China is known for its tight security when it comes to online services and content. Dubbed the "Great Firewall of China," the country's data filters prevent access to any domain or service deemed to potentially contain illegal or subversive content. Computer scientists have, however, found a way to get past China's data filters by embedding censored data within approved traffic.
"Telex," which will be formally launched at the Usenix security conference in San Francisco in August, basically smuggles banned content within allowed traffic. Public-key cryptography is used to hide banned data in encrypted form, which are smuggled within packets of legitimate traffic. Data is then reconstituted and decrypted at the destination, at which point the user has access to the website or information as if it weren't banned in the first place.
Circumventing the Great Firewall
Current anti-censorship technologies rely on virtualization or firewalls to gain access to banned data and websites. For example, users can be connected to a server that is not within the coverage of the Great Firewall, either through proxy or through remote login. But these are easily banned once authorities discover the potential for getting past the censors.
With Telex, a user gains access to a banned website (let's call it site X), but a a client-based program instead requests for an allowed site (called site Y), and adds special markings to outbound request packets. Routers from around the world will then recognize these markings or signatures and instead retrieved site X. The content is then encrypted and the data broken down into pieces that come with the packets from site Y. Once the client receives the site Y data with encrypted site X packets, the original website is then decrypted and reconstituted. You now get to see site X.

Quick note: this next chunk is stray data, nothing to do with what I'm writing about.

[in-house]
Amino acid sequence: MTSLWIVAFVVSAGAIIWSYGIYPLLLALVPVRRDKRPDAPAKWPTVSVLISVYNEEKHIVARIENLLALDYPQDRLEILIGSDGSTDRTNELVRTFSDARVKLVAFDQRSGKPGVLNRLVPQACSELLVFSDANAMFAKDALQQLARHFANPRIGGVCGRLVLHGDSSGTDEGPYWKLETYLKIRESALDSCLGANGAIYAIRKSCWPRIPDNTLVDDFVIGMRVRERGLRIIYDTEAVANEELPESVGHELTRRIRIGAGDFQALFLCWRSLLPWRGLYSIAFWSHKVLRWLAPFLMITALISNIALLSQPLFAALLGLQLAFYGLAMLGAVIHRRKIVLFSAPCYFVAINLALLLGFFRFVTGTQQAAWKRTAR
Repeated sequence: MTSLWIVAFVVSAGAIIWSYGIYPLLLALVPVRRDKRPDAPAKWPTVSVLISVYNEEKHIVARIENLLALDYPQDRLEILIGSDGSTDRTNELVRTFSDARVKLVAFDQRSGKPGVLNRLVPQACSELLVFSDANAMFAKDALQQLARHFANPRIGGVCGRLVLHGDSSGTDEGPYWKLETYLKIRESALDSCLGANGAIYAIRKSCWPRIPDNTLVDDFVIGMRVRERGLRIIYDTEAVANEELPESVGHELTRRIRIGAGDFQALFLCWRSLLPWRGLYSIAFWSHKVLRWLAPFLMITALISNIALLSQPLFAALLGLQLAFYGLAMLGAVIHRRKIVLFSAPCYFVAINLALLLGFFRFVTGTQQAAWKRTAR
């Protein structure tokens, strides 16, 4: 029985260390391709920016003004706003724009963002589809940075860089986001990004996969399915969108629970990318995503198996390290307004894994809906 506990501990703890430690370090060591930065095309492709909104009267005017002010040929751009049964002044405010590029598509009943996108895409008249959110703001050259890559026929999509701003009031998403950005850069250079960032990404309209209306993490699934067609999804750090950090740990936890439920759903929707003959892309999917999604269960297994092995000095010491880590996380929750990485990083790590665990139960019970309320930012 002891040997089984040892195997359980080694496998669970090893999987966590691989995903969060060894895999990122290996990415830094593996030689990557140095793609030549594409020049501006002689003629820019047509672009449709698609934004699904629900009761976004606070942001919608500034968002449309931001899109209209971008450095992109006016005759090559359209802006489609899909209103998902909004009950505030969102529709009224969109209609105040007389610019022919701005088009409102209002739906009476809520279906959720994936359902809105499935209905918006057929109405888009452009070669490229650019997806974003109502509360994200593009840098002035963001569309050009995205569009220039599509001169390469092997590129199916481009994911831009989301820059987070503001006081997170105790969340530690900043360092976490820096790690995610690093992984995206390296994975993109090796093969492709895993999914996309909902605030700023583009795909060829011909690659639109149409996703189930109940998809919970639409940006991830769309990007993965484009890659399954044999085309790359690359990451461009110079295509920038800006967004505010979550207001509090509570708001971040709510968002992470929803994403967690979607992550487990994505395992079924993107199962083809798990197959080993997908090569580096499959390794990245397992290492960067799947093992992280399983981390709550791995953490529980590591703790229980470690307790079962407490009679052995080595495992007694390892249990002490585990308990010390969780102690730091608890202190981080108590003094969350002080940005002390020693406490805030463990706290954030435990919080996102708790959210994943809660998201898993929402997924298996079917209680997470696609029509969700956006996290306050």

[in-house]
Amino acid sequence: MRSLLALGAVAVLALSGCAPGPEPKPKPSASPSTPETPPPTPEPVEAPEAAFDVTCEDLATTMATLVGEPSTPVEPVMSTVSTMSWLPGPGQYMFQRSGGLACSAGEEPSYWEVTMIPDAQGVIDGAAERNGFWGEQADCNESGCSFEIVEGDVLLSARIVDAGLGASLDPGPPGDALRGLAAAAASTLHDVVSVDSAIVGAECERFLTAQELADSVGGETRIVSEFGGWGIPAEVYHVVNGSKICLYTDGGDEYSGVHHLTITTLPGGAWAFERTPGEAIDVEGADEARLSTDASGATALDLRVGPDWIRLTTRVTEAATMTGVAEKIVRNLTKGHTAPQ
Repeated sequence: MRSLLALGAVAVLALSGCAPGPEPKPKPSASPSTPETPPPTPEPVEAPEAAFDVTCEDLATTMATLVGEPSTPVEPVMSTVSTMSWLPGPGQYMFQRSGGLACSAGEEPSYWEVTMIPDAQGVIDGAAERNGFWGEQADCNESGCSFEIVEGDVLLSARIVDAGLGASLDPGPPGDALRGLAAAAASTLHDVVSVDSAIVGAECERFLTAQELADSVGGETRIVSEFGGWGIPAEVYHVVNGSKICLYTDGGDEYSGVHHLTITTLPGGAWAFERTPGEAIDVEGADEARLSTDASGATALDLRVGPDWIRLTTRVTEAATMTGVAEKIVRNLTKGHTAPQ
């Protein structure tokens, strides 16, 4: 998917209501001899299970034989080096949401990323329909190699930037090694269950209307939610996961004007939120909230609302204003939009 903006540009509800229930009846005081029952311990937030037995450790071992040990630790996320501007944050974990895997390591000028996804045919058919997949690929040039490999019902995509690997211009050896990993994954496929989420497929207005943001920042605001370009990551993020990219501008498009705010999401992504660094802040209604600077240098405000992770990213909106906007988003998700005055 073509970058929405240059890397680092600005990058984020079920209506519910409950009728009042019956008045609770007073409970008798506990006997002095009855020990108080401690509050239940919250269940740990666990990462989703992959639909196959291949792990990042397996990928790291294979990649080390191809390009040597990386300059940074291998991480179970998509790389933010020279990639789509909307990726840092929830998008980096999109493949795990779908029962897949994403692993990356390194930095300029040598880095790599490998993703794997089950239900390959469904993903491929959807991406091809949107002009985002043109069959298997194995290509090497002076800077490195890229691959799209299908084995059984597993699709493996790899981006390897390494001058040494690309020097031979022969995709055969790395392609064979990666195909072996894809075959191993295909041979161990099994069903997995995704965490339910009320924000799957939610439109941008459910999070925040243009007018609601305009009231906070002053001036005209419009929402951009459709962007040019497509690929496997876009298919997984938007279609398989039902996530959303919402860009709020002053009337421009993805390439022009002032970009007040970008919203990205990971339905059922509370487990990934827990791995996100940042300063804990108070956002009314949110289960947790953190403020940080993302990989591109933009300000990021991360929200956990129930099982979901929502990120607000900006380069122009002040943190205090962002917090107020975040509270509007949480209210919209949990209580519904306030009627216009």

But Will It Work?
Dr. Alex Halderman, one of the computer scientists working on Telex, says the team is already testing the system and has successfully viewed banned content from within China. However, the system still faces some challenges.
For one, ISPs and routers around the world would need a system that can spot the markers, and will also need the public encryption keys, so that these can route Telex traffic properly. Second, the team anticipates that censors might become more sophisticated in the future, which means even encrypted traffic could get banned.
The most difficult part is making sure the connections the user is making to an uncensored website that we use to disguise the censored content are convincing enough. That's the parameter we would adjust as the censor becomes more sophisticated."
Further, there is a need to deliver the Telex software to users in the first place, and the difficulty here is not being tagged as a piece of spyware or malware. Perhaps delivering the software on physical media can be a solution, and users can redistribute this from within the country.
Who Will Benefit?
China has some 470 million Internet users, most of whom get online through Chinese-language sites. However, some popular websites -- such as Twitter -- are banned because government fears these could be sources of discussion on dissent. Meanwhile, local companies such as Baidu and Weibo are planning their own international expansion, but with a tight firewall, the potential benefit seems to only go one way. A system like Telex can help level the playing field for online services, and will open better access opportunities to Chinese users.